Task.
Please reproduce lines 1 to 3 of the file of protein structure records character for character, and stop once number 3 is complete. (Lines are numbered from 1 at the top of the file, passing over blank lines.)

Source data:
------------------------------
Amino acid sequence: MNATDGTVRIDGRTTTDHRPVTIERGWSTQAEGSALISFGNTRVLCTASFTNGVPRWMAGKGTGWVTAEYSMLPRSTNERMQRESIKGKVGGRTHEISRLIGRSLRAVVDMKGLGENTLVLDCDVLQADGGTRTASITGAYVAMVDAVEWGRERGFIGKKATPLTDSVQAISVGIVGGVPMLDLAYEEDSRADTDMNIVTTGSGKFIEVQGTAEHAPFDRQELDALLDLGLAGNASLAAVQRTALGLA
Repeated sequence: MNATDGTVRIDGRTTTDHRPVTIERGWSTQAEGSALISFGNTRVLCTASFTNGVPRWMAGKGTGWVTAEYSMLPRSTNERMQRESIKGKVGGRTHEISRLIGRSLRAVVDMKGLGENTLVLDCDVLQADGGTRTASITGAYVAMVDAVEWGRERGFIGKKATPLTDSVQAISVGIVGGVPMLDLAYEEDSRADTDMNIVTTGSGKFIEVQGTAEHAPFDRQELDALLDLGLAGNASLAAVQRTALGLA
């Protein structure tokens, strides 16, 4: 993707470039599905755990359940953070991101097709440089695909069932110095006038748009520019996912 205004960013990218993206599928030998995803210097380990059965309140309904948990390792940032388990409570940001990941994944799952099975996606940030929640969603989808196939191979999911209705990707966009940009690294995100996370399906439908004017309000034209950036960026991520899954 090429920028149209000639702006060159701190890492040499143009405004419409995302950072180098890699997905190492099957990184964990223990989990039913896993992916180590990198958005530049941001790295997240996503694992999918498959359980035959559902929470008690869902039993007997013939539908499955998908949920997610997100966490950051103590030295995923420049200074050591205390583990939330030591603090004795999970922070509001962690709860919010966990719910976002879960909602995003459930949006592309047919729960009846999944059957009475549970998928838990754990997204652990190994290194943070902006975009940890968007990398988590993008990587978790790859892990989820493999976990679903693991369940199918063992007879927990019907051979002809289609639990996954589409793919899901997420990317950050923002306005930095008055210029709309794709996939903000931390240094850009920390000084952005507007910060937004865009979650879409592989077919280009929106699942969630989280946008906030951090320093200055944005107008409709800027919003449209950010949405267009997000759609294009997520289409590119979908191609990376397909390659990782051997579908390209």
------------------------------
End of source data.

Amino acid sequence: MNATDGTVRIDGRTTTDHRPVTIERGWSTQAEGSALISFGNTRVLCTASFTNGVPRWMAGKGTGWVTAEYSMLPRSTNERMQRESIKGKVGGRTHEISRLIGRSLRAVVDMKGLGENTLVLDCDVLQADGGTRTASITGAYVAMVDAVEWGRERGFIGKKATPLTDSVQAISVGIVGGVPMLDLAYEEDSRADTDMNIVTTGSGKFIEVQGTAEHAPFDRQELDALLDLGLAGNASLAAVQRTALGLA
Repeated sequence: MNATDGTVRIDGRTTTDHRPVTIERGWSTQAEGSALISFGNTRVLCTASFTNGVPRWMAGKGTGWVTAEYSMLPRSTNERMQRESIKGKVGGRTHEISRLIGRSLRAVVDMKGLGENTLVLDCDVLQADGGTRTASITGAYVAMVDAVEWGRERGFIGKKATPLTDSVQAISVGIVGGVPMLDLAYEEDSRADTDMNIVTTGSGKFIEVQGTAEHAPFDRQELDALLDLGLAGNASLAAVQRTALGLA
């Protein structure tokens, strides 16, 4: 993707470039599905755990359940953070991101097709440089695909069932110095006038748009520019996912 205004960013990218993206599928030998995803210097380990059965309140309904948990390792940032388990409570940001990941994944799952099975996606940030929640969603989808196939191979999911209705990707966009940009690294995100996370399906439908004017309000034209950036960026991520899954 090429920028149209000639702006060159701190890492040499143009405004419409995302950072180098890699997905190492099957990184964990223990989990039913896993992916180590990198958005530049941001790295997240996503694992999918498959359980035959559902929470008690869902039993007997013939539908499955998908949920997610997100966490950051103590030295995923420049200074050591205390583990939330030591603090004795999970922070509001962690709860919010966990719910976002879960909602995003459930949006592309047919729960009846999944059957009475549970998928838990754990997204652990190994290194943070902006975009940890968007990398988590993008990587978790790859892990989820493999976990679903693991369940199918063992007879927990019907051979002809289609639990996954589409793919899901997420990317950050923002306005930095008055210029709309794709996939903000931390240094850009920390000084952005507007910060937004865009979650879409592989077919280009929106699942969630989280946008906030951090320093200055944005107008409709800027919003449209950010949405267009997000759609294009997520289409590119979908191609990376397909390659990782051997579908390209």